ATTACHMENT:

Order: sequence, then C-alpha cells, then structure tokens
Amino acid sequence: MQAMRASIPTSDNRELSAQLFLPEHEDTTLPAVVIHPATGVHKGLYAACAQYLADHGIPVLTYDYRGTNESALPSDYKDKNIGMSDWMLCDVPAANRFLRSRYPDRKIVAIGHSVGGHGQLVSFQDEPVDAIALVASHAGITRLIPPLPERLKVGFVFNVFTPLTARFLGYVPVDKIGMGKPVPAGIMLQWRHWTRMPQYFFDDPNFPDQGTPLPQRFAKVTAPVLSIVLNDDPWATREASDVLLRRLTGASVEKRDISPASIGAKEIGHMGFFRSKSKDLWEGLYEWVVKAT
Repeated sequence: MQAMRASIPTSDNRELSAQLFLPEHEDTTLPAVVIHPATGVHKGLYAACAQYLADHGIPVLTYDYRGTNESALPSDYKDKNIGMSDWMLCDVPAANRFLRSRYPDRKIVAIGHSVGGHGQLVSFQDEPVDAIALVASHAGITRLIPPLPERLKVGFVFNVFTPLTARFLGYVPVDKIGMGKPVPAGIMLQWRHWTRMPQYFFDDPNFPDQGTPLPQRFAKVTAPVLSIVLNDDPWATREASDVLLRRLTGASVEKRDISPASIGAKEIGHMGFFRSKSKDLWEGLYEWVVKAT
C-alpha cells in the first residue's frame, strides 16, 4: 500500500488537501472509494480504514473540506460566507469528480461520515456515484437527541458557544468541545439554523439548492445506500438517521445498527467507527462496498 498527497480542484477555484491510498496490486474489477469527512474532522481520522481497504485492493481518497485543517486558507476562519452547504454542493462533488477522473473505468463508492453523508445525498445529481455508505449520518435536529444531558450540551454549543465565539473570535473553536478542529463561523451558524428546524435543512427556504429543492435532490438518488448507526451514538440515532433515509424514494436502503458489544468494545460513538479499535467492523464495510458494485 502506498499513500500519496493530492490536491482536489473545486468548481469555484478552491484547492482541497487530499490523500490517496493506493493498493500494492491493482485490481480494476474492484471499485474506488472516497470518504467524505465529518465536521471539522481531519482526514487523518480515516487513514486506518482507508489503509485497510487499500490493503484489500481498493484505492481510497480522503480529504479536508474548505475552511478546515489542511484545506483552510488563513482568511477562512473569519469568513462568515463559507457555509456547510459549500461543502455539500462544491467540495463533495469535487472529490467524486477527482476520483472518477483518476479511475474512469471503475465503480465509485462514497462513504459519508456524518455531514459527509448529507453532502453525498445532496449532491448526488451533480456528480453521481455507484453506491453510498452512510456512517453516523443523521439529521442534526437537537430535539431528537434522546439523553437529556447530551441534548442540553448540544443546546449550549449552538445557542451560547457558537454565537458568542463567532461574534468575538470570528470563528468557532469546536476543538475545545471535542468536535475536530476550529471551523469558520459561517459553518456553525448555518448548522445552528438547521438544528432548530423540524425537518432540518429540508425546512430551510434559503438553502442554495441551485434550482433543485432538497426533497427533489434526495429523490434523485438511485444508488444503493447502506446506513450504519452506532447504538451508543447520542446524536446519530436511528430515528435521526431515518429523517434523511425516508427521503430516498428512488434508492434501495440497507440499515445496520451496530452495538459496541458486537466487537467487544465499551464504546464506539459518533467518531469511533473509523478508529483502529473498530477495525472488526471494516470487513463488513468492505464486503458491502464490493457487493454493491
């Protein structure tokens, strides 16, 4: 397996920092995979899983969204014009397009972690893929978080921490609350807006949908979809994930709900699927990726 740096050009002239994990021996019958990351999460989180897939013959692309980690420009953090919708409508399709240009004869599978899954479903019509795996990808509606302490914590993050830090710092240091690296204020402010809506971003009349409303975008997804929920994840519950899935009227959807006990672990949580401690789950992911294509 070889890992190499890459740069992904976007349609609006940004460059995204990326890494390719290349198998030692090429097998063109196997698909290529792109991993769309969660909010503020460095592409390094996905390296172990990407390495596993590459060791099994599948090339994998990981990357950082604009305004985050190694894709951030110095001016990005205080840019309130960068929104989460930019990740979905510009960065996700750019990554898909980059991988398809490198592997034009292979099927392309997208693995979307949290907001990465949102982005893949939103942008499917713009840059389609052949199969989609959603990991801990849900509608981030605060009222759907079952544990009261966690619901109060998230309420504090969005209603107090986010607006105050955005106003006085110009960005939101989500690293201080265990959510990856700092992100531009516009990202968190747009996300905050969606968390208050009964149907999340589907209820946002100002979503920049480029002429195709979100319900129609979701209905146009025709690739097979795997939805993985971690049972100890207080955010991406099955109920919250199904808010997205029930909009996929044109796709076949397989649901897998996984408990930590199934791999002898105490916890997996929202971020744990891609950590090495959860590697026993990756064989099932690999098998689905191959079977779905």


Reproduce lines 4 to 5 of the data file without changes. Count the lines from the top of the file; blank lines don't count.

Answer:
C-alpha cells in the first residue's frame, strides 16, 4: 500500500488537501472509494480504514473540506460566507469528480461520515456515484437527541458557544468541545439554523439548492445506500438517521445498527467507527462496498 498527497480542484477555484491510498496490486474489477469527512474532522481520522481497504485492493481518497485543517486558507476562519452547504454542493462533488477522473473505468463508492453523508445525498445529481455508505449520518435536529444531558450540551454549543465565539473570535473553536478542529463561523451558524428546524435543512427556504429543492435532490438518488448507526451514538440515532433515509424514494436502503458489544468494545460513538479499535467492523464495510458494485 502506498499513500500519496493530492490536491482536489473545486468548481469555484478552491484547492482541497487530499490523500490517496493506493493498493500494492491493482485490481480494476474492484471499485474506488472516497470518504467524505465529518465536521471539522481531519482526514487523518480515516487513514486506518482507508489503509485497510487499500490493503484489500481498493484505492481510497480522503480529504479536508474548505475552511478546515489542511484545506483552510488563513482568511477562512473569519469568513462568515463559507457555509456547510459549500461543502455539500462544491467540495463533495469535487472529490467524486477527482476520483472518477483518476479511475474512469471503475465503480465509485462514497462513504459519508456524518455531514459527509448529507453532502453525498445532496449532491448526488451533480456528480453521481455507484453506491453510498452512510456512517453516523443523521439529521442534526437537537430535539431528537434522546439523553437529556447530551441534548442540553448540544443546546449550549449552538445557542451560547457558537454565537458568542463567532461574534468575538470570528470563528468557532469546536476543538475545545471535542468536535475536530476550529471551523469558520459561517459553518456553525448555518448548522445552528438547521438544528432548530423540524425537518432540518429540508425546512430551510434559503438553502442554495441551485434550482433543485432538497426533497427533489434526495429523490434523485438511485444508488444503493447502506446506513450504519452506532447504538451508543447520542446524536446519530436511528430515528435521526431515518429523517434523511425516508427521503430516498428512488434508492434501495440497507440499515445496520451496530452495538459496541458486537466487537467487544465499551464504546464506539459518533467518531469511533473509523478508529483502529473498530477495525472488526471494516470487513463488513468492505464486503458491502464490493457487493454493491
């Protein structure tokens, strides 16, 4: 397996920092995979899983969204014009397009972690893929978080921490609350807006949908979809994930709900699927990726 740096050009002239994990021996019958990351999460989180897939013959692309980690420009953090919708409508399709240009004869599978899954479903019509795996990808509606302490914590993050830090710092240091690296204020402010809506971003009349409303975008997804929920994840519950899935009227959807006990672990949580401690789950992911294509 070889890992190499890459740069992904976007349609609006940004460059995204990326890494390719290349198998030692090429097998063109196997698909290529792109991993769309969660909010503020460095592409390094996905390296172990990407390495596993590459060791099994599948090339994998990981990357950082604009305004985050190694894709951030110095001016990005205080840019309130960068929104989460930019990740979905510009960065996700750019990554898909980059991988398809490198592997034009292979099927392309997208693995979307949290907001990465949102982005893949939103942008499917713009840059389609052949199969989609959603990991801990849900509608981030605060009222759907079952544990009261966690619901109060998230309420504090969005209603107090986010607006105050955005106003006085110009960005939101989500690293201080265990959510990856700092992100531009516009990202968190747009996300905050969606968390208050009964149907999340589907209820946002100002979503920049480029002429195709979100319900129609979701209905146009025709690739097979795997939805993985971690049972100890207080955010991406099955109920919250199904808010997205029930909009996929044109796709076949397989649901897998996984408990930590199934791999002898105490916890997996929202971020744990891609950590090495959860590697026993990756064989099932690999098998689905191959079977779905």